By Sean Yoes, AFRO Baltimore Editor,

Throughout history, people of color have gathered at the water for healing, cleansing and revitalization. Chapter four of the Book of John speaks specifically of Jesus traveling to a town in Samaria, where he sought relief from his journey at Jacob’s well. There he encountered a Samaritan woman and spoke to her of a `spring of water within, gushing up to eternal life.’   

For 10 years The Living Well (TLW), has provided sustenance for leaders and healers in Baltimore’s Black community, other communities of color and progressive communities during one of the most critical times in the city’s history.

Maurissa Stone-Bass of The Living Well. (Photo: Rachard Wolf)

TLW (located at 235 Holliday St., downtown) is “a community development entity that uses art as a vehicle for individual and community change and empowerment,” according to the website.

“Seeing a vision come to life is amazing,” said Maurissa D. Stone-Bass, TLW’s Social “Artrepreneur.”

“Our mission is to create social and economic vibrancy. TLW’s value as a “safe space” came about by way of engaging community assets such as artists, healers and thought leaders and providing them a platform to build and serve the community. For me, it was important to hold space for truth telling.”

Kenyatta Macon-Moon, a holistic educator and yoga and mindfulness practitioner is one of the vital members of the healing community that has used TLW as a platform to facilitate wellness.

“TLW is so important to the community because it consistently serves as a container for diverse elements of what the city needs,” said Macon-Moon, who is the founder of Holistic Living by Keny Moon. “Run by Black Women, it is a loving and dynamic space where in any given day one can practice yoga, learn something new at a workshop, strategize social policy at a changemakers’ meeting, then close out the night celebrating life at a party.”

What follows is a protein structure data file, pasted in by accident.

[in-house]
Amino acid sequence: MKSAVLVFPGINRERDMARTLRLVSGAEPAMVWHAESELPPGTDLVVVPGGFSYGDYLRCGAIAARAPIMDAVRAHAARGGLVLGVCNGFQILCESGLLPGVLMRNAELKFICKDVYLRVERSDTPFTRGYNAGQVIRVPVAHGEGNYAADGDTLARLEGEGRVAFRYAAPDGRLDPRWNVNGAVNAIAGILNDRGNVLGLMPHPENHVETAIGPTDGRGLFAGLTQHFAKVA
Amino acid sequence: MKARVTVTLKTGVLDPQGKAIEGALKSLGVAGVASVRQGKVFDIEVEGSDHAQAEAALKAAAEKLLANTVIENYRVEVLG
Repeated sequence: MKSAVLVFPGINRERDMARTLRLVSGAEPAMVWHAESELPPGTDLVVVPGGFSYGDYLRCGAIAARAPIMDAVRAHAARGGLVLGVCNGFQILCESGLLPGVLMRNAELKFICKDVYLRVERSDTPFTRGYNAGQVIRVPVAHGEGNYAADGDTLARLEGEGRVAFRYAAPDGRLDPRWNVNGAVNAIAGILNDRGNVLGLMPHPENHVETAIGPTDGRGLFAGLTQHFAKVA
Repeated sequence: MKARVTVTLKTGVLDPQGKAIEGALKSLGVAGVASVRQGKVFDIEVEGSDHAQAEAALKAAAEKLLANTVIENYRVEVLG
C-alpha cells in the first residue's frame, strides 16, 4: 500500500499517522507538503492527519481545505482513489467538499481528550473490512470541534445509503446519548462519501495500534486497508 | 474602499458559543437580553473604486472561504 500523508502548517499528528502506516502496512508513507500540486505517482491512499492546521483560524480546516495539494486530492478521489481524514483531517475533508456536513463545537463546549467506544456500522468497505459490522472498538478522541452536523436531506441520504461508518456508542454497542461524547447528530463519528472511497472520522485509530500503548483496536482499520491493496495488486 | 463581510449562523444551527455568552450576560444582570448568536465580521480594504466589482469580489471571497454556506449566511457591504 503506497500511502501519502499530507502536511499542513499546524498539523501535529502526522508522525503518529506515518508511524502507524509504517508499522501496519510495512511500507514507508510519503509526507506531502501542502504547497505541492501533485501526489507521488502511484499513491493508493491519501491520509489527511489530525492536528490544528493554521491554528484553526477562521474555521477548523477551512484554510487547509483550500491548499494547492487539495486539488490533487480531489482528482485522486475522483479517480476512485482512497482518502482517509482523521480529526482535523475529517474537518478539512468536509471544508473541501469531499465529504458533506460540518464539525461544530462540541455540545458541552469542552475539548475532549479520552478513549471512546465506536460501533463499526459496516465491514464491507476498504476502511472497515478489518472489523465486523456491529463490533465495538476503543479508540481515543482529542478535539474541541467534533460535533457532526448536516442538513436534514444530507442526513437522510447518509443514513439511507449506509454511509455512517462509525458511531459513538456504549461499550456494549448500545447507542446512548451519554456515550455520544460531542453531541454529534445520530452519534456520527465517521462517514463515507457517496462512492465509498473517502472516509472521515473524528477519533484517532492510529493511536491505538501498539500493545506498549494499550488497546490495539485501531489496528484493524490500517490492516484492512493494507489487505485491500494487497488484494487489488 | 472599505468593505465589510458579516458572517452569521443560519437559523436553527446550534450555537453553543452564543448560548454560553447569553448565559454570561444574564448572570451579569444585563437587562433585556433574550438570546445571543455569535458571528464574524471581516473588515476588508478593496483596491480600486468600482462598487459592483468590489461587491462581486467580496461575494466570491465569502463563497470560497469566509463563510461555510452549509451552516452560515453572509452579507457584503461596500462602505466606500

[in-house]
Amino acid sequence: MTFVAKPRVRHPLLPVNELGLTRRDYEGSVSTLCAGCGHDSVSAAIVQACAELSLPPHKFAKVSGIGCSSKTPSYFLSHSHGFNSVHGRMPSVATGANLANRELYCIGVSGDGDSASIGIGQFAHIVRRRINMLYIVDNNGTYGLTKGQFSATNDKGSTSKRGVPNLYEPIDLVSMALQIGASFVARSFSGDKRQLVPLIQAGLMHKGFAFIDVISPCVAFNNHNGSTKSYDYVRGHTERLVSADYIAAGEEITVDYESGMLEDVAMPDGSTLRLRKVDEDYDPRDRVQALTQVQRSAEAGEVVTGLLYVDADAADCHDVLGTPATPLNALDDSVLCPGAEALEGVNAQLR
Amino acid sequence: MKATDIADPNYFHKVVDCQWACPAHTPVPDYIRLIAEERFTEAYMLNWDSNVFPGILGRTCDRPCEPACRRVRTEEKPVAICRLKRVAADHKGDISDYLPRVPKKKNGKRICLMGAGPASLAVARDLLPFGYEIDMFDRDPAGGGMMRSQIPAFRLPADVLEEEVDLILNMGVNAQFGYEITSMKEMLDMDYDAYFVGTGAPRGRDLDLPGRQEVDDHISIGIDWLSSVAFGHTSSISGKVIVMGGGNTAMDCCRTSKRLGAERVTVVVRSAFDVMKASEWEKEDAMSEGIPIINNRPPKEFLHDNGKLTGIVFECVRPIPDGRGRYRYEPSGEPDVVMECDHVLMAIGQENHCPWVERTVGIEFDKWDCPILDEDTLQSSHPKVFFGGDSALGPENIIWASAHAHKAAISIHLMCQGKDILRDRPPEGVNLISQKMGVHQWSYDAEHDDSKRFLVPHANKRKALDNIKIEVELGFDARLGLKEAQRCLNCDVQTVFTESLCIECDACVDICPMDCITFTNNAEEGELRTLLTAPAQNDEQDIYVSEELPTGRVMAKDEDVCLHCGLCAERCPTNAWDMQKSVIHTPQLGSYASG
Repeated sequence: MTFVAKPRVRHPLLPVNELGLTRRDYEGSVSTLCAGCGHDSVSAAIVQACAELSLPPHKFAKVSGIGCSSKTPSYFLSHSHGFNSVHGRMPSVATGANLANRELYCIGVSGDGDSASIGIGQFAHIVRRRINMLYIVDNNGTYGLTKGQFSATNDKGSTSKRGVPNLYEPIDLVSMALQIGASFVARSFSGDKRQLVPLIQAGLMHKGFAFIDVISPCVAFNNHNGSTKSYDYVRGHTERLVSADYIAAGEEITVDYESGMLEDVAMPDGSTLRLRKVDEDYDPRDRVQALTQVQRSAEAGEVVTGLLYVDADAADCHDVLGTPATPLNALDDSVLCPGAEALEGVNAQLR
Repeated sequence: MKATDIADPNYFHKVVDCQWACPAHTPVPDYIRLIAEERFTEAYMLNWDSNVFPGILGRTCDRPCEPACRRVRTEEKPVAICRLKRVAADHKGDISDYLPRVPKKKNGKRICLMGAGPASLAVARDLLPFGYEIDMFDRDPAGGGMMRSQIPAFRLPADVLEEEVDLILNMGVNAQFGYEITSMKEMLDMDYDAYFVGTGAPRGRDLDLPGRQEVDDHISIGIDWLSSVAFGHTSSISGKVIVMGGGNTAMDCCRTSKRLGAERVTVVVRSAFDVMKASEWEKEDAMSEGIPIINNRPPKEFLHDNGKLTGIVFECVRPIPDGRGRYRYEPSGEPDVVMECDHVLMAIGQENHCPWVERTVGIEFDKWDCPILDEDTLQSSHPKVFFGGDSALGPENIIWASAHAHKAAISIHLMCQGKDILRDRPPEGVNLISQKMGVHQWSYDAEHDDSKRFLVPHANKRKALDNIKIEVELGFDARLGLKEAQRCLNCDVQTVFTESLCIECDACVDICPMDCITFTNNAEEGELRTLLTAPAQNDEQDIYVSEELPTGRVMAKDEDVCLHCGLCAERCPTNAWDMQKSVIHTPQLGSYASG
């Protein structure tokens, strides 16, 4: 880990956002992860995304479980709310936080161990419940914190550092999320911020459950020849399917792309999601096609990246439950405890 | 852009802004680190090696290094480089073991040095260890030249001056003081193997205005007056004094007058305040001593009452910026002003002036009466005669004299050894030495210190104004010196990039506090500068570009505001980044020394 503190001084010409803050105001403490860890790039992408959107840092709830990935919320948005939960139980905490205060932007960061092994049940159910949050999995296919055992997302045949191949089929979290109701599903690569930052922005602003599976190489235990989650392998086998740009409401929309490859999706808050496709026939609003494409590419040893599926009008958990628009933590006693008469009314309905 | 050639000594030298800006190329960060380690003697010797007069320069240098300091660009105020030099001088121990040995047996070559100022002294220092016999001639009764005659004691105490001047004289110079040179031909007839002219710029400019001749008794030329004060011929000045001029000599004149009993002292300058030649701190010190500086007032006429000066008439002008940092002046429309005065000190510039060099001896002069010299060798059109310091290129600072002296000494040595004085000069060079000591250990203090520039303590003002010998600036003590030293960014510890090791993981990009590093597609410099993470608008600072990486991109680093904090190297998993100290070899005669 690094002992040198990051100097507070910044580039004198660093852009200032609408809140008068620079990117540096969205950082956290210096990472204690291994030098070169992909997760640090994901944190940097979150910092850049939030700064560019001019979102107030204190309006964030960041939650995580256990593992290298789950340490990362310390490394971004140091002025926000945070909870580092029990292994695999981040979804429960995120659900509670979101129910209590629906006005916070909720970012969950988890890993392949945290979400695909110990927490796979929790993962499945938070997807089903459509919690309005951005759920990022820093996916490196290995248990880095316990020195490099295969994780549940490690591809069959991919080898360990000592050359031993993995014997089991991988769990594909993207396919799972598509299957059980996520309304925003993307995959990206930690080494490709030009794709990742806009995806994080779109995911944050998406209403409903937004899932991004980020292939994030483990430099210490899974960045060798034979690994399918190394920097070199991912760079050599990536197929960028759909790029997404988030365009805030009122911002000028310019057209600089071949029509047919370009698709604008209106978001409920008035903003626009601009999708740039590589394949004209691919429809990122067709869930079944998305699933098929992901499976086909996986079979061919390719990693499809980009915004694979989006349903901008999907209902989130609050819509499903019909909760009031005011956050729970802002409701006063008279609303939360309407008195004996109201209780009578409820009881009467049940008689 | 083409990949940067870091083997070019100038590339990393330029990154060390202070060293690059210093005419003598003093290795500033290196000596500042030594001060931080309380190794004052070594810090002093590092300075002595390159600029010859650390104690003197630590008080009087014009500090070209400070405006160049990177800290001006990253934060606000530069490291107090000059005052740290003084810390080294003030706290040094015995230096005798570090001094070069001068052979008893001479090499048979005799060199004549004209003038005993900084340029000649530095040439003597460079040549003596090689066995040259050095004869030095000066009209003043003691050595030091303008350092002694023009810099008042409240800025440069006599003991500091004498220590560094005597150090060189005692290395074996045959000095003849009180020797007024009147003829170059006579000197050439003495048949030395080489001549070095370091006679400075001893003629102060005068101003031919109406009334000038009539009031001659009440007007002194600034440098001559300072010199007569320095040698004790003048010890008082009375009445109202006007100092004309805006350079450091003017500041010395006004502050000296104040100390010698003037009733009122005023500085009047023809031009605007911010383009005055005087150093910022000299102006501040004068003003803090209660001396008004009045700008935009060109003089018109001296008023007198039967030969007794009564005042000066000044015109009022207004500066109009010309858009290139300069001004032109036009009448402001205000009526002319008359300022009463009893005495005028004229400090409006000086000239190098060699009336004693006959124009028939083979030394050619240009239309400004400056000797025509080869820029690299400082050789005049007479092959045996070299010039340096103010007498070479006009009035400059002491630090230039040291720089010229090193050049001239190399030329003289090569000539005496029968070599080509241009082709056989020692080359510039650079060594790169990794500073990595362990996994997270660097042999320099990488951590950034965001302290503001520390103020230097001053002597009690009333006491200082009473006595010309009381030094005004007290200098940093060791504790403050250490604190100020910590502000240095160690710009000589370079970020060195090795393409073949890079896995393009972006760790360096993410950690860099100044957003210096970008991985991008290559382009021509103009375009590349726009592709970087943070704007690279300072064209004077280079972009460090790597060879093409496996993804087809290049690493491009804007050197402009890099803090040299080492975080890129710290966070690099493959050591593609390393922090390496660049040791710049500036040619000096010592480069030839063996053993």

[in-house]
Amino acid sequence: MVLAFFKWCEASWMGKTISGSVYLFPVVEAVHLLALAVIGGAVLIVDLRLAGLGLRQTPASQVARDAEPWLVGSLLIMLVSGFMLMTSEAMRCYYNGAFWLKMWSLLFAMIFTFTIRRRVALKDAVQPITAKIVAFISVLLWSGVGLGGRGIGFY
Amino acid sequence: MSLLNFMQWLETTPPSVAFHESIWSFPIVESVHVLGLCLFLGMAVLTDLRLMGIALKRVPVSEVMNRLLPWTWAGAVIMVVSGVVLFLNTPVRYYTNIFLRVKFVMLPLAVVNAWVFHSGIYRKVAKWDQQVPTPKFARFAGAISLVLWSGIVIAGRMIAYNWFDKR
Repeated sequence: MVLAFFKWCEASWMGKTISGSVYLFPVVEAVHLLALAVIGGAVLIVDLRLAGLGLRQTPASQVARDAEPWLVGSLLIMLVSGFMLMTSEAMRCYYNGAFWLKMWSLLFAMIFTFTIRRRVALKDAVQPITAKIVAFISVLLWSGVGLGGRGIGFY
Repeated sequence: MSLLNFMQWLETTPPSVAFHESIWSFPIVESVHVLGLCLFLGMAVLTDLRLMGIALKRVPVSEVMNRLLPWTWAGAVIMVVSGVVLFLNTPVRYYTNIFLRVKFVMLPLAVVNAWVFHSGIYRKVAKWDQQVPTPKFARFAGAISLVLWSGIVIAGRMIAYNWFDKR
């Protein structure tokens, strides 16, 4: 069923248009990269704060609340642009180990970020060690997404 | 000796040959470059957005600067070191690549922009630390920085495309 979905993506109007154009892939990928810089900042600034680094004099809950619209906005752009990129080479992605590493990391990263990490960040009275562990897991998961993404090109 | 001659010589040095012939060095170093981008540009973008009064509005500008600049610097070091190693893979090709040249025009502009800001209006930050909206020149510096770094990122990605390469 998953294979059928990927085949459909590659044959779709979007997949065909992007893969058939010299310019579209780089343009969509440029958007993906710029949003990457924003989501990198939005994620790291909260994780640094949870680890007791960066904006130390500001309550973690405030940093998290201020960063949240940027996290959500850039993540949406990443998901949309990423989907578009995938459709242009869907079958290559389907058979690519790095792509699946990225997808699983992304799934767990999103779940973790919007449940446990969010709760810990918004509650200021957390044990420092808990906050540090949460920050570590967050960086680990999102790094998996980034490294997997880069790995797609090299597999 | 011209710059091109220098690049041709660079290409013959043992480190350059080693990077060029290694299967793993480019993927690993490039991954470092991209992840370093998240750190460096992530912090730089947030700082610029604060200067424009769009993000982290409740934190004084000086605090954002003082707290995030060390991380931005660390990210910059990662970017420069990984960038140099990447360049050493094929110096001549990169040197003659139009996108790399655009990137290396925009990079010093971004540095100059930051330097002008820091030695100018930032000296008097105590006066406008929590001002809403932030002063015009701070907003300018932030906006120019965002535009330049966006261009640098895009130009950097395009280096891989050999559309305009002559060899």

Legendary dancer and cultural icon Maria Broom (center) leads a dance class at The Living Well. (Photo: Domnic Nell)

Some of those parties at TLW have featured some of the most dynamic artists in the world, including Baltimore-based singer and community leader Navasha Daya, filmmaker Julie Dash, musician Vinx and “photovangelist” Saddi Khali.

Stone-Bass, who worked in academia and community development prior to bringing forward TLW, purchased the business (the original location was on St. Paul St., in Charles Village) from Nilajah Brown, another leader in Baltimore’s healing community.

“I just wanted to support access to social capital and space to build, celebrate and grow,” Stone-Bass said. “I took a leap of faith and built out a space in the middle of the recession in 2009. I wish I had invested in a space that I owned. We really need to own our own bricks.”

Stone-Bass, a native of Washington D.C., with family roots in Baltimore, utilizes what she calls a shared leadership model, which provides opportunities for growth in multiple arenas. “Having access to competent space has been a huge benefit to our local healers, change makers and artists such as Nneka Nnamdi, Munir Bahar, Changa Onyango, Menes Yahuda, Jonathan Gilmore, Ama Chandra, Petula Ceaser, Michelle Stafford, Reuben Green and Dominic Nell, to name a few,” said Stone Bass.

“The Living Well is one of the obnoxiously few spaces in Baltimore City where people of color don’t need to buy alcohol, or foodstuffs to feel at home,” said Changa Onyango, Associate Director of the Alliance for Community Teachers and Schools. “It may well be the only non-church facility specifically dedicated to people of color to gather. It has lately been recognized that space to congregate, a.k.a., a refuge from White supremacy, is a social determinant of health. The facility’s owner is deploying a “patient capital” business model.”

After a decade of service, inspiration and healing, TLW looks to grow its territory and imprint physically and metaphysically.

“As cultural curators we will always serve as a sacred space in community,” Stone-Bass said. “We are looking to expand our footprint in the city and the region.


Sean Yoes

AFRO Baltimore Editor